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Out of war springs peculiarly named traditions — from “zappings” to The Brush-Off Club — humor often becomes ties that bind.

Add to that the “short snorter,” and no, we promise it has nothing to do with vodka shots nor the use of any white powder.

The term dates from the 1920s with its use reaching a climax during the Second World War. Although “short snorter” originally meant a smaller serving of alcohol, it soon referred to the signing or signer of a $1 bill. How?

“The origins of the short snorter remain uncertain,” writes the National WWII Museum, “but we do know that the practice of swapping signed dollar bills predated World War II and was initially an esoteric ritual performed by pilots. Alcohol generally followed.”

Evidence points to 1925 as the origins of the short snorter club. According to the museum, stunt aviator Jack Ashcraft failed to bring his fair share of alcohol to a post-circus barnstormer party. The following day, to assuage (or swindle) fellow aviator Clyde Pangborn, Ashcraft:

“… let Pangborn in on a sneaky scheme of his own design. ‘Gimme two bucks,’ Ashcraft demanded before his superior could admonish him. Pangborn searched his suit and forked over a dollar bill and a piece of stage money. The sly pilot signed the fake bill ‘Short Snorter No. 1,’ dated and handed it back to his boss, and pocketed the real one. ‘Now you’re a short snorter,’ Ashcraft asserted.”

From there, the cheeky swindle spread among other aviators and was eventually dubbed the Grand Order of Unbenevolent, Purely Mercenary, Short Snorters.

Soon after, a codified set of rules and regulations were put into place, including bylaws such as: Any flier (or individual who has done an impressive amount of flying is eligible providing that (a) he (or she) can be vouched for as a “good guy”; and (b) has sufficient cash on hand to pay each member present one dollar and still produce a dollar bill for his own membership card.

The rules laid out by the Short Snorter Club. (Flying Magazine, Vol 34)

As the United States was drawn into World War II, membership to the once elite club exploded, and members of the military who fought by land or sea were no longer exempted.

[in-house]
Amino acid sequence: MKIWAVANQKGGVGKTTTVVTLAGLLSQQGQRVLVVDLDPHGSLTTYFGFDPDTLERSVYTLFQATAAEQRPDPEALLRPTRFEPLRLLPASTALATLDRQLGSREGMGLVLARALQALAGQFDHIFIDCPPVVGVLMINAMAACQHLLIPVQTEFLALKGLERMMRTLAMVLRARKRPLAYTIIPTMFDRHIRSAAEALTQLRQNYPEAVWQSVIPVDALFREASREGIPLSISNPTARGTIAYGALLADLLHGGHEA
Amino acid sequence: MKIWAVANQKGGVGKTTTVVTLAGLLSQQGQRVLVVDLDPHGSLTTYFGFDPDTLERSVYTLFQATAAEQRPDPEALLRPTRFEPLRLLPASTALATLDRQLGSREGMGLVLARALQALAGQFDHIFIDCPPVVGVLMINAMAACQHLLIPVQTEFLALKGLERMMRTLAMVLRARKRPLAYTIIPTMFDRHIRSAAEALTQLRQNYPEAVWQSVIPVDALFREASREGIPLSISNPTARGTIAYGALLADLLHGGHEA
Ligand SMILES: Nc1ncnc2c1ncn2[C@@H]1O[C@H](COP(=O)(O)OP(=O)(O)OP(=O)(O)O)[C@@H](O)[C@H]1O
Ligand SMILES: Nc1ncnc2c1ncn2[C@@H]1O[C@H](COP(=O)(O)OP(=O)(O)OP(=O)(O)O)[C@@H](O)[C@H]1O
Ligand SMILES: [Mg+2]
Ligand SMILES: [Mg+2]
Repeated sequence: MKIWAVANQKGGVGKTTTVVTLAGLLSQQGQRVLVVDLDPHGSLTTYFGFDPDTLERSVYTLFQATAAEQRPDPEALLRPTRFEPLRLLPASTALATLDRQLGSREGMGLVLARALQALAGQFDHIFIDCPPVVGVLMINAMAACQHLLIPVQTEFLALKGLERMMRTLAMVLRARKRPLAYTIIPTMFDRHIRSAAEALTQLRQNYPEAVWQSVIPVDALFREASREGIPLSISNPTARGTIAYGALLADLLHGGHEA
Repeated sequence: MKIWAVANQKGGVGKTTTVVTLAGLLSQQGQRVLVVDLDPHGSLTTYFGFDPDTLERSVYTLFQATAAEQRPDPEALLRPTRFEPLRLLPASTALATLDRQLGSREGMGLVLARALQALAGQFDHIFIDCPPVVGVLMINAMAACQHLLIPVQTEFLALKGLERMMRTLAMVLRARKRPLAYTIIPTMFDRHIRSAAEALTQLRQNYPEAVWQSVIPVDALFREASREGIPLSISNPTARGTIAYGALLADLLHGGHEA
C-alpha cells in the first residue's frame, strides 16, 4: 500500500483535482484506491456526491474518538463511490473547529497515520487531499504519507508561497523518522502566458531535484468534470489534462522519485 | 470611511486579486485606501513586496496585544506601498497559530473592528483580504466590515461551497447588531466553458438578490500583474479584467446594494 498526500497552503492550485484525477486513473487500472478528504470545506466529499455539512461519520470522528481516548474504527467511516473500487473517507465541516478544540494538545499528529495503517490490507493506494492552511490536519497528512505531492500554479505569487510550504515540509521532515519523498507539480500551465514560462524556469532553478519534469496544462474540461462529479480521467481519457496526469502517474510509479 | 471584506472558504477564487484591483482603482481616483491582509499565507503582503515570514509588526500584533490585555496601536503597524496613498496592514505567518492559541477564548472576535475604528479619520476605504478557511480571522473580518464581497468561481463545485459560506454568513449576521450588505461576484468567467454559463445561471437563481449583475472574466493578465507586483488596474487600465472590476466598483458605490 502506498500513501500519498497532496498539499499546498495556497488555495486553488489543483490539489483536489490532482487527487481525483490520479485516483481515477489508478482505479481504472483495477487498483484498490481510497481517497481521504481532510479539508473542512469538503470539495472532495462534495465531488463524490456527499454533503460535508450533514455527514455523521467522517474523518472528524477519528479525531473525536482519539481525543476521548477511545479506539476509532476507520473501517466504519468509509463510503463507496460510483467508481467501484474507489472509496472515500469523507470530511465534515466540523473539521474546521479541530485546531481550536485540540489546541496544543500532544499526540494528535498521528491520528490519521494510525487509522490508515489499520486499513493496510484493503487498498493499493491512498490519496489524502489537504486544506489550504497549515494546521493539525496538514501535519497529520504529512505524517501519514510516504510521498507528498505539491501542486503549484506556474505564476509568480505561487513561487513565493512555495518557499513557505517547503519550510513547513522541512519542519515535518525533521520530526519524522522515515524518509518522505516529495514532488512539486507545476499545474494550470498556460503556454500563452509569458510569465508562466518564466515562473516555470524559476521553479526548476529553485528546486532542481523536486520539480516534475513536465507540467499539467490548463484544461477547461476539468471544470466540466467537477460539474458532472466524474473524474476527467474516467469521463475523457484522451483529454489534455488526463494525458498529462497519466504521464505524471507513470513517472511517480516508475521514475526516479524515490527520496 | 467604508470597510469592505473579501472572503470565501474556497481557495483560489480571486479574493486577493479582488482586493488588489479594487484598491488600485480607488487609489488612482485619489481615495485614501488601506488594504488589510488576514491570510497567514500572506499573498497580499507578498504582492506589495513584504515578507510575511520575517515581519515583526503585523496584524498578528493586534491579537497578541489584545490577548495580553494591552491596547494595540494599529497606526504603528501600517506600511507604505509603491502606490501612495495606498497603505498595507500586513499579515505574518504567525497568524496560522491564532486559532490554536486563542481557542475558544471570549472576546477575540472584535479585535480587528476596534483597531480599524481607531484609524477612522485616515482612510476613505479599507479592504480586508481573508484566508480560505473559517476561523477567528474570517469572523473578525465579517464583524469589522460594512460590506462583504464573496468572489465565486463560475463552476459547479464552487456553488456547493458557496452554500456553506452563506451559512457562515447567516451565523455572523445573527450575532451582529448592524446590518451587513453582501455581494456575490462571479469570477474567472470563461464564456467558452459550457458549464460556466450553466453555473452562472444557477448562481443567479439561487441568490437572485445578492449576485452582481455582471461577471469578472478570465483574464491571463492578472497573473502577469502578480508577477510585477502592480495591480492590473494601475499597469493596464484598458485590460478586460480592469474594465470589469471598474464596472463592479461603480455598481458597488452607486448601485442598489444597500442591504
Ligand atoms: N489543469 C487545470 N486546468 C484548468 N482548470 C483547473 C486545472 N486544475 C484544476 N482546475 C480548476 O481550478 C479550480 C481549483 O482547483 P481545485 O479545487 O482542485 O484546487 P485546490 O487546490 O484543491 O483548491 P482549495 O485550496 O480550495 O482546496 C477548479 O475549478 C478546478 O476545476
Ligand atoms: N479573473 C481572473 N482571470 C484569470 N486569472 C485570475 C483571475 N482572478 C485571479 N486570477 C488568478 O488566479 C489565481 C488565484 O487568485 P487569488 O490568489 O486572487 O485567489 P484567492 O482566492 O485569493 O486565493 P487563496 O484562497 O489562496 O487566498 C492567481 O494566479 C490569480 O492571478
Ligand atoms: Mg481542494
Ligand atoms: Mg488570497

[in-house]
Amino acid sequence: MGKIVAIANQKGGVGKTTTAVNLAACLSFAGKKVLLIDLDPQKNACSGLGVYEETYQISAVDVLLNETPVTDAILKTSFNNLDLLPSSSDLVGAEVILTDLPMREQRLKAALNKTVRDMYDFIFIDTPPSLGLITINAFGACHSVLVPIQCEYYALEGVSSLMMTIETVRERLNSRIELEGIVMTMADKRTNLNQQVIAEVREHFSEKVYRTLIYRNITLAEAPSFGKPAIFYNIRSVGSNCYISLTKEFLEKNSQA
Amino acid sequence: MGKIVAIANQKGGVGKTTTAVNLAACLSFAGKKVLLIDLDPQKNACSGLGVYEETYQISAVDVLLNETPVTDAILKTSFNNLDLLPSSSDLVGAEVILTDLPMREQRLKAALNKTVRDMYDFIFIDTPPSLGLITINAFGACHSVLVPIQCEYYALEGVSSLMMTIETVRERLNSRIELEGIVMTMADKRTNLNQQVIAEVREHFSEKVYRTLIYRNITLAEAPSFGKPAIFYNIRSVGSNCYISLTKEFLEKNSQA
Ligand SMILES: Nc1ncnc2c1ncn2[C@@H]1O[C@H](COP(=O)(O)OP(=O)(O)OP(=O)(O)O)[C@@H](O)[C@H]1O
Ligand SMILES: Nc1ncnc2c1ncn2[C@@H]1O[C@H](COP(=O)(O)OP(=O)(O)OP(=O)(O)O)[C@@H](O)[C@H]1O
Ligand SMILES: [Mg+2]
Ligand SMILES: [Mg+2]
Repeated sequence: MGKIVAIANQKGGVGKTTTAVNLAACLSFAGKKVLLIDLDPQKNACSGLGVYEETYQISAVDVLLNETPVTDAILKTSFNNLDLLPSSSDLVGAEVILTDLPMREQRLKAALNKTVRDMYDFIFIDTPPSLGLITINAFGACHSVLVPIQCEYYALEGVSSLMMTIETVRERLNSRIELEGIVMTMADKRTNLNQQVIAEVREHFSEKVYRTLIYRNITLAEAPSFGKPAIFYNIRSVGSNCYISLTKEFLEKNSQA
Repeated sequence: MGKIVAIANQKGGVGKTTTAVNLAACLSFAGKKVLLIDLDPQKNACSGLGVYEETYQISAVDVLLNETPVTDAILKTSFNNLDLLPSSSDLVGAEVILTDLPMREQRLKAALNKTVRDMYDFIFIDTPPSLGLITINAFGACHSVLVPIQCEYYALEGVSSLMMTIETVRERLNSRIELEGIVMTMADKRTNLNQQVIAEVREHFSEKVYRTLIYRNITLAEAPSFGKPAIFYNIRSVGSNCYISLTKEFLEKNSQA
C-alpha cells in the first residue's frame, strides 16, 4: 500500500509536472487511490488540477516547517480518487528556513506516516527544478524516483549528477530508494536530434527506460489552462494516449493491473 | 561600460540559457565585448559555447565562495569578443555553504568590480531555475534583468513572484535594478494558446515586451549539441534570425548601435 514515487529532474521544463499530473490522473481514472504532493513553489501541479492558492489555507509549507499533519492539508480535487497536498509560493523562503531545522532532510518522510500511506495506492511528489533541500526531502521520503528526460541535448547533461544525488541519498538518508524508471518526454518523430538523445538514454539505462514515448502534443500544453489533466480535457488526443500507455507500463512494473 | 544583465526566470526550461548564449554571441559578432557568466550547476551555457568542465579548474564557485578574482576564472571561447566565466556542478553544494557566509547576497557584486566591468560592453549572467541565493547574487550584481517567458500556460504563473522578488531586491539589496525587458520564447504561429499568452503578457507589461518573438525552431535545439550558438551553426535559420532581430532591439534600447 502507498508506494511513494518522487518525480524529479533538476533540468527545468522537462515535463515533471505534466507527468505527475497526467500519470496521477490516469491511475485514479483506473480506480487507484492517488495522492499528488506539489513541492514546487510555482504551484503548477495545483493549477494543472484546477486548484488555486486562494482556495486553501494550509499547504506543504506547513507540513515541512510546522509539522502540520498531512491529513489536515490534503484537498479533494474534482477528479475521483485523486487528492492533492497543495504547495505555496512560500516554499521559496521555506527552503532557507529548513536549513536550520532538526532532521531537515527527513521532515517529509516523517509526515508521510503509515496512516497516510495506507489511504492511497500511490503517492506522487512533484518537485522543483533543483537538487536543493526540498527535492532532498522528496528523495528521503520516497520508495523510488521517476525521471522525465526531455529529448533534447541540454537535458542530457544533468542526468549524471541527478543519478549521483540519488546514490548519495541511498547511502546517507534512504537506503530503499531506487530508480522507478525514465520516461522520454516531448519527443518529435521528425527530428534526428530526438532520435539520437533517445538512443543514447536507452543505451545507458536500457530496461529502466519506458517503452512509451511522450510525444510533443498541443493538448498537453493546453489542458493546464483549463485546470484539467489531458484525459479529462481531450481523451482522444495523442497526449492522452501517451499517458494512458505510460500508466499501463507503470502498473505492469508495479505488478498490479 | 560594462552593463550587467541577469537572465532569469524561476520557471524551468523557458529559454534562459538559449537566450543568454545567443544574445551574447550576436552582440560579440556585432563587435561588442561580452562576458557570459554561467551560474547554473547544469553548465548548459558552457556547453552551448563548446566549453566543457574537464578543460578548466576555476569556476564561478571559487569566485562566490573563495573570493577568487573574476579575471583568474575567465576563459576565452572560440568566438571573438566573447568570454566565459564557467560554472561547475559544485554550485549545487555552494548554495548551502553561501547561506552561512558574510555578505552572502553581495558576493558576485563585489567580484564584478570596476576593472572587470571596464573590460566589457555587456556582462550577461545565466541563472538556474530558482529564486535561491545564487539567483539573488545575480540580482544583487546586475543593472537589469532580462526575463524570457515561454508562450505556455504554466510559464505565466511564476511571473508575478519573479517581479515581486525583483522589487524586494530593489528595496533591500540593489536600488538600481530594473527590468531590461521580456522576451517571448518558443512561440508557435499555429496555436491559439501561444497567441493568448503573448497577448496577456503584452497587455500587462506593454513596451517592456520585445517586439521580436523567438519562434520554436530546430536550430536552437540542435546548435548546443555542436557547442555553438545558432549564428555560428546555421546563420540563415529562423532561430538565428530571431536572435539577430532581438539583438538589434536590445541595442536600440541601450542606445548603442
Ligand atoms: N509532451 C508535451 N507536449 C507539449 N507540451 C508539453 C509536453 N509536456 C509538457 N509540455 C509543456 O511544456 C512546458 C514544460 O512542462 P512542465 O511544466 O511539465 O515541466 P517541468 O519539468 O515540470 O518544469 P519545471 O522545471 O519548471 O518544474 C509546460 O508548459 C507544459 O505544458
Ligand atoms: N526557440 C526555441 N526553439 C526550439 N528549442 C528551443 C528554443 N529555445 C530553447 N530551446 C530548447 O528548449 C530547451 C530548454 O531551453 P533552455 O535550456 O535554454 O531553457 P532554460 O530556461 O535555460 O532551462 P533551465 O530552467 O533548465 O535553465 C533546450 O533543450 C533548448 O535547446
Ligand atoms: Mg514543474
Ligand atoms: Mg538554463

Writer John Steinbeck lamented the club’s swelling membership, writing in a dispatch from North Africa to the New York Herald Tribune in 1943 that “The original half of the joke has been lost. Serious and intelligent gentlemen sign one another’s bills with an absolute lack of humor.”

Short snorters became a tangible piece of the war. Once a soldier, airman, or sailor filled up their dollar bill with signatures, they would tape another one on — including whatever foreign currency happened to be available at the time.

“Short snorters told the stories of the servicemen and women, where they traveled, the battles they fought in, and the people they met along the way,”  according to Atlas Obscura. “How many bills were included in each snorter was also part of the status symbol. For a long time, the longest was believed to be owned by one Captain John L. Gillen, measuring a reported 100 feet, or about 200 bills. But In 1993, a 172.5-foot short snorter came up for auction, breaking Gillen’s record. Dietrich’s short snorter fetched over $5,000 at auction in 2017.”

Famous short snorter members included Gen. Dwight D. Eisenhower — whose own collection included over 90 signatures — and Winston Churchill, who had been inducted by the American general.

Others included first lady Eleanor Roosevelt and actress Marlene Dietrich, whose short snorter was signed by Ernest Hemingway and Gen. George S. Patton (who was also a member).

A group of Army Air Force gunners back from the war comparing their short snorter bills. (Getty Images)

While membership to the Grand Order reached the upper echelons of the Allies, it also marked personal moments from a personal war.

Delbert Zane Schlemmer of the 508th Parachute Infantry Regiment jumped with the 82nd Airborne Division behind enemy lines in the wee hours of June 6, 1944. Fellow paratroopers subsequently signed Schlemmer’s “snorter,” as did Pierre Cotelle, the Norman farmer on whose property Schlemmer landed, according to the National WWII Museum.  

And despite Steinbeck’s distaste, the short snorter has become a physical reminder from a time when war engulfed the world.